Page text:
Today, residents of St. James, Louisiana, and groups opposing the Bayou Bridge pipeline petitioned a state court to halt construction on the oil pipeline along its final 18 miles. This segment falls in an area known as the coastal zone and requires a special state permit.
The court previously ruled against the Louisiana Department of Natural Resources (DNR) for issuing a permit that did not follow state guidelines and consider if the project had adequate environmental and emergency response plans for the town of St. James in case of a pipeline failure.
Opponents thought the court’s order would bring a stop to construction but that hasn’t been the case. As a result, today’s petition asks for a pause in construction until all the permit’s conditions are met.
The pipeline company, Bayou Bridge Pipeline LLC, is a joint venture of Energy Transfer Partners (owner of the Dakota Access pipeline) and Phillips 66. If completed as planned, Energy Transfer Partners estimates that the 162.5-mile pipeline will move “480,000 barrels per day of light and heavy crude oil from different sources to the St. James crude oil hub, which is home to important refineries located in the Gulf Coast region.” St. James would be the end of an oil pipeline network that begins with Dakota Access far to the north.
Despite Judge Alvin Turner, Jr.’s decision, construction has continued on the Bayou Bridge pipeline. Even as residents of St. James, a primarily low-income, African-American community, have called for pipeline work in their rapidly industrializing town to stop, some say it instead has intensified in pace since the ruling.
Ongoing work on the Bayou Bridge pipeline in St. James, near Burton Lane.
On May 22, DNR appealed the court’s earlier finding that the coastal zone permit was invalid. The agency’s appeal says it disagrees with the court’s decision, first made on April 30 and followed by a formal judgment on May 15.
When asked why DNR had not halted work after the court first ruled against it, the agency previously told DeSmog that the law prevented it from doing so until either DNR had filed for an appeal or the 30-day window for appealing ended.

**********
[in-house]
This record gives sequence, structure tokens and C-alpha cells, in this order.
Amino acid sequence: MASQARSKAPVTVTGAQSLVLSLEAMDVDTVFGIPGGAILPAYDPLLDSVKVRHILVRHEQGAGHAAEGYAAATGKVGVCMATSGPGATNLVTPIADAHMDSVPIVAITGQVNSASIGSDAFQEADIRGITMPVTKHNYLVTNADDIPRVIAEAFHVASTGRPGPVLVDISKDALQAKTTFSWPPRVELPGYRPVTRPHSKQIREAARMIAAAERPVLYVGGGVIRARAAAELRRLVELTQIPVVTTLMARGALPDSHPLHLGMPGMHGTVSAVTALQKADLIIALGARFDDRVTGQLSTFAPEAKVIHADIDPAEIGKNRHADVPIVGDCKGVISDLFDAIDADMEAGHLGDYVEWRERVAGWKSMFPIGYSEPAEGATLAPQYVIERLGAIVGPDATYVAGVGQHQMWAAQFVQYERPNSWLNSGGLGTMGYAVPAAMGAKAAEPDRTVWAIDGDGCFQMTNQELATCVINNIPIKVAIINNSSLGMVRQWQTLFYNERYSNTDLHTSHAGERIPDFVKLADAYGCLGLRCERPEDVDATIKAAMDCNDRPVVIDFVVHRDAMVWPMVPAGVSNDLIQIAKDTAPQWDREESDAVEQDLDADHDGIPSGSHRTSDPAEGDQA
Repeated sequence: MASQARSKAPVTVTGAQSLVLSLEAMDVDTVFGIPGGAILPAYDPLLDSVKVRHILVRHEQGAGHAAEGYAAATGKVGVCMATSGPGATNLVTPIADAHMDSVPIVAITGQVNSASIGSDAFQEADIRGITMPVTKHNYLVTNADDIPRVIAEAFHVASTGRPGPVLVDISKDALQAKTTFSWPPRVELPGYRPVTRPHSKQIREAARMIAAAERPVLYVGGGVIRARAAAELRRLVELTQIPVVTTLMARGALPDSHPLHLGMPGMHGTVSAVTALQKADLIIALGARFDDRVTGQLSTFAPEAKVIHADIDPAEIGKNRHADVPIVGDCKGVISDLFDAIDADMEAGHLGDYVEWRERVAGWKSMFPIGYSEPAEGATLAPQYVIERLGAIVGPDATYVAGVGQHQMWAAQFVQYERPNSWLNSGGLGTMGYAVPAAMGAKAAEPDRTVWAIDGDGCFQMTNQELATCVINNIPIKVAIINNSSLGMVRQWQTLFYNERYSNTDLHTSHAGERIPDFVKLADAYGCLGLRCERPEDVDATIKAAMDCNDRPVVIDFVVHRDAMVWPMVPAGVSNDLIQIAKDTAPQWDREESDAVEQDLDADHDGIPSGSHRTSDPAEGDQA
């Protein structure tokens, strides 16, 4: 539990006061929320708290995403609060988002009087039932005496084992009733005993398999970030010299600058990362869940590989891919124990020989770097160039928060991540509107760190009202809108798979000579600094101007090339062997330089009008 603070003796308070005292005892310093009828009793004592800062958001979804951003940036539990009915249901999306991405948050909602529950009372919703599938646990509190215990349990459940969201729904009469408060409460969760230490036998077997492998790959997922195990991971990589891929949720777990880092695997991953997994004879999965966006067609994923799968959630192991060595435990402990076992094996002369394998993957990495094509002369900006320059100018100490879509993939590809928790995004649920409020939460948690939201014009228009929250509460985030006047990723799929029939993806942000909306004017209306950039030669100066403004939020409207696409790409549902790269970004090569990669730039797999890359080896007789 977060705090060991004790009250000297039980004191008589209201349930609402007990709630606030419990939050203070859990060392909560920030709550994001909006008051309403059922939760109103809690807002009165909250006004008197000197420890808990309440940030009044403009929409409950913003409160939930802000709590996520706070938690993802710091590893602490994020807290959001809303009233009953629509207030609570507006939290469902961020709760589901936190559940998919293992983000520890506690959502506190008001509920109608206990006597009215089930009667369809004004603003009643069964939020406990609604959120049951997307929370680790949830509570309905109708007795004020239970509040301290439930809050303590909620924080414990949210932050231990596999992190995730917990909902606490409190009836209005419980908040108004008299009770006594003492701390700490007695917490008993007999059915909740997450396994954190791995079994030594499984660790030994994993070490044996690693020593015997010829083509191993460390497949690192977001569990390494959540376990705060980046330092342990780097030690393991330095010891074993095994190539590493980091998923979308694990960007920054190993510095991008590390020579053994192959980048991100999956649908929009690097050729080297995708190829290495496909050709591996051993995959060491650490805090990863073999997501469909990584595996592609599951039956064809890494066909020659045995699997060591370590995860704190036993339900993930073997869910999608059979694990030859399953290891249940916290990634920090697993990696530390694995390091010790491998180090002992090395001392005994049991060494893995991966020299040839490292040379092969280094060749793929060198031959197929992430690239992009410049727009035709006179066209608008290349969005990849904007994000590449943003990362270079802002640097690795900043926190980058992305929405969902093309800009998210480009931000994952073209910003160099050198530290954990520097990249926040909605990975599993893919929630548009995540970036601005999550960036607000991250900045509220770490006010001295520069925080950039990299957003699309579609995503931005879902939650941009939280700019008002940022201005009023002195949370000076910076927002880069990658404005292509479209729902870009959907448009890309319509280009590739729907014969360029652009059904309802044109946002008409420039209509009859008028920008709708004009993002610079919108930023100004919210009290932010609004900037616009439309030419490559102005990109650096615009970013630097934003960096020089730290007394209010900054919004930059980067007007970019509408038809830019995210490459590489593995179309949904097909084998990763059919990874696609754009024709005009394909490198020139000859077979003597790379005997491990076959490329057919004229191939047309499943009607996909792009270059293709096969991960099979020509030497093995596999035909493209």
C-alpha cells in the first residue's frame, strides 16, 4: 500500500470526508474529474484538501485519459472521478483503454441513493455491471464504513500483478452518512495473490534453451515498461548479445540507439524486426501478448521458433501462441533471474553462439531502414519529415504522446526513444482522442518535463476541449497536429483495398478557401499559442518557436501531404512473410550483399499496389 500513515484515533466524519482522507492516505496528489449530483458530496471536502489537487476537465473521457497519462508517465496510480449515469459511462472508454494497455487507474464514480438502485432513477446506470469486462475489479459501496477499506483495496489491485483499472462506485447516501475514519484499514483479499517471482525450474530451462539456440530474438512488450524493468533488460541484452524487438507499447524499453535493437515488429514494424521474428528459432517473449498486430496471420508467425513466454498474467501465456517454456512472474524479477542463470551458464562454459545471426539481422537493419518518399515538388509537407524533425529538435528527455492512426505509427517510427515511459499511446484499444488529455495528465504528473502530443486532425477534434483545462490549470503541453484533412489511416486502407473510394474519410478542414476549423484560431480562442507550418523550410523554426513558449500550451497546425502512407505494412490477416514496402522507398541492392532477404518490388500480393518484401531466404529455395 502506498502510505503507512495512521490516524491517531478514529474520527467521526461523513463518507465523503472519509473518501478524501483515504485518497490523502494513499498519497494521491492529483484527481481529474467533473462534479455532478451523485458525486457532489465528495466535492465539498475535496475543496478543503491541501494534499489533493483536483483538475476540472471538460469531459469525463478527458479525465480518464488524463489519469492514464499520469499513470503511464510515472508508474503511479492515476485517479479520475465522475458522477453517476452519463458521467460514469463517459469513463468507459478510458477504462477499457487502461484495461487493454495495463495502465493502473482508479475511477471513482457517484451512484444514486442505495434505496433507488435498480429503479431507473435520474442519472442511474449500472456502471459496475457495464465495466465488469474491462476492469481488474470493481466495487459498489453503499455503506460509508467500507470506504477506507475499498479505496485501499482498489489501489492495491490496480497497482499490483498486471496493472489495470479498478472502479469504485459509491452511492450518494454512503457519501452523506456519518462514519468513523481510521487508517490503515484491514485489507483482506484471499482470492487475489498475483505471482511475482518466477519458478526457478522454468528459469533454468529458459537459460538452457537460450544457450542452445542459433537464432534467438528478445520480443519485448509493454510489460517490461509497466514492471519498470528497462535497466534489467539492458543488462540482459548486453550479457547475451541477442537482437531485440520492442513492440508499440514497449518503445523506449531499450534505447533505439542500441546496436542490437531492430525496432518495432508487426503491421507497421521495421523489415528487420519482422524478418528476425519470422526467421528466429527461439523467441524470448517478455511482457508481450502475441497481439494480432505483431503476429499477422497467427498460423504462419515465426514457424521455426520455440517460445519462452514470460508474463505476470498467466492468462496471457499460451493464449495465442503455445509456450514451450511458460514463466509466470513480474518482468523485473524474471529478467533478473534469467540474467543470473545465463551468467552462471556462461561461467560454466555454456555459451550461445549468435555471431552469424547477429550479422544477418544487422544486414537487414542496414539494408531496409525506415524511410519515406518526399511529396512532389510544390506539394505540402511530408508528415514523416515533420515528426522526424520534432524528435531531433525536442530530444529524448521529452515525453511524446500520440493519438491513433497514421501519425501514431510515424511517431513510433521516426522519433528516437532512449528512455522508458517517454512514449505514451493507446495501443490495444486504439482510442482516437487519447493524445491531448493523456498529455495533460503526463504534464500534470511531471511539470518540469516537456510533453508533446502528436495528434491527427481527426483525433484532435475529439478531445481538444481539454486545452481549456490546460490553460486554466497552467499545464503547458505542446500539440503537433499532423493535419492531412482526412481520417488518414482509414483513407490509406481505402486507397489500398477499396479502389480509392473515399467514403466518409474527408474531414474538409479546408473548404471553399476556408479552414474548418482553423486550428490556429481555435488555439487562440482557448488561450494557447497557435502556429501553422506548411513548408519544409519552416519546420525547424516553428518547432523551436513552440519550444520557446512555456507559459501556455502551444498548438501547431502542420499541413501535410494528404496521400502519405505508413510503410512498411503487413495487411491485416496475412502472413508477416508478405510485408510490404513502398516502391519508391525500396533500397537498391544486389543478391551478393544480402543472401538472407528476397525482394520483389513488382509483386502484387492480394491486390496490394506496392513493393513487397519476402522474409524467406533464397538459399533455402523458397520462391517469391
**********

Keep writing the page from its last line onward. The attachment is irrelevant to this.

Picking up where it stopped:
However, Lisa Jordan, a lead attorney with the Tulane Environmental Law Clinic, representing St. James Pastor Harry Joseph, the Gulf Restoration Network, Atchafalaya Basinkeeper, and H.E.L.P. (Humanitarian Enterprise of Loving People), doesn’t agree. She is astounded the company didn’t stop work after the April 30 ruling.
Today Jordan petitioned the court to issue a stay, which should stop work on the pipeline, even if the court grants the state its appeal. Her motion argues that allowing construction to continue before DNR brings the permit into compliance places the community at risk. The pipeline could possibly be in the ground and “transporting oil, including potentially bitumen” [tar sands oil], before an appeal is heard, she argues, leaving the people of St. James, a small town along the Mississippi River with only a single road leading out, with no way to evacuate if a pipeline accident blocks their one exit.
Bayou Bridge pipeline construction continues in St. James, which falls in the coastal zone of Louisiana and requires a special permit from the state.
“We feel our staff did their jobs the right way … in issuing the permits,” DNR told NOLA.com.
A spokeswoman for Energy Transfer Partners told NOLA.com that the pipeline is being built in accordance with state and federal permits.
“Our construction activities have been and will continue to adhere to the stipulations of our permits,” Alexis Daniel said. “Our commitment to the safe construction and operation of this pipeline remains unchanged.”
But critics of Energy Transfer Partners continue to clash with the company over multiple pipelines in Louisiana and beyond. “Across the country, Energy Transfer Partners (ETP) acts as if it’s above the law, and government lets it get away with it,” Ethan Buckner, energy campaigner with Earthworks, said in a press release today. “ETP violates permits, ignores agency orders, inflicts violence upon protesters, and, most recently, openly defies court orders. Consequently, the public has to directly hold this company to account, and we will continue to do so.”